Hood Family and Coal Mining

Coalmining - Some Early Methods Used in the East of Scotland



The methods more commonly associated with coalmining in the past, like the pithead winding gear, cages of men being lowered down, and pit ponies pulling wooden hutches of coal below ground, really only started to appear in the latter half of the 19th century. Before this most methods relied on hard physical labour with the minimum of equipment or machinery.

Particularly in the east of Scotland, most of the work taking the coal above ground from the coalface was usually done by women and children.

Bringing Coal to the Surface

More detailed explanations of these methods is given separately:

  • Bearers - the use of women and children carrying the loads of coal on their backs from the coalface.
  • Putting - wooden hutches or carts filled with coal, pulled by women and children attached to the cart with a harness.
  • Stair or Ladder Pits - a series of ladders used by coalbearers to climb to the surface carrying their loads of coal on their backs.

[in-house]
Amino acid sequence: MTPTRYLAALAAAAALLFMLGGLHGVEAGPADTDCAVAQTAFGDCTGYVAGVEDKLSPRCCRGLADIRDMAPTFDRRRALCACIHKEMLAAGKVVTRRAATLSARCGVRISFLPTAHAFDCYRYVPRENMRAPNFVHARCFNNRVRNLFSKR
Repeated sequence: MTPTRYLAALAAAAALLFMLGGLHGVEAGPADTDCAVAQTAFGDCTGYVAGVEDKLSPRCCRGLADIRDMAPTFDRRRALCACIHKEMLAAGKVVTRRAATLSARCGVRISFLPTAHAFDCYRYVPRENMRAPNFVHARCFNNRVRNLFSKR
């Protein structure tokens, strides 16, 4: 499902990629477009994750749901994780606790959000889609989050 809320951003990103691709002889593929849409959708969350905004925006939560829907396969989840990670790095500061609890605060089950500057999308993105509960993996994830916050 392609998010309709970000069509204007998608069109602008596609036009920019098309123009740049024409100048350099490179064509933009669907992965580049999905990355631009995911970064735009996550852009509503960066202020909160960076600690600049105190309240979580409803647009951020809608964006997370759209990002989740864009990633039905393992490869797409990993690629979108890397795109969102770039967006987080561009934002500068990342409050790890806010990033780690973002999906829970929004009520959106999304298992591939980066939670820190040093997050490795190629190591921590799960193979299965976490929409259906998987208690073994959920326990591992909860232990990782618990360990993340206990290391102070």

• Horse Gins - A horse driven winding machine used to raise coal in tubs or baskets.
  • Others methods of raising coal such as inclined planes were used to a very small extent.
Coal Bearing
Coal Bearer
putting in coal mine
Stair Pit
Bearer ascending up turnpike stair
Horse Gin
Horse Gin


Coal Mining Methods

'Pillar and Stoop' was the method used for a long time until in the 19th century, the modern longwall method became widespread.

  • Pillar and Stoop - coal was removed in a grid like way leaving large pillars of coal untouched to support the roof of the seam.
  • Longwall - All coal is extracted along a coalface while the roof is supported by wooden pit-props. As the coal face advanced the props are removed and the roof crushes down gradually.


© 2012   A Russell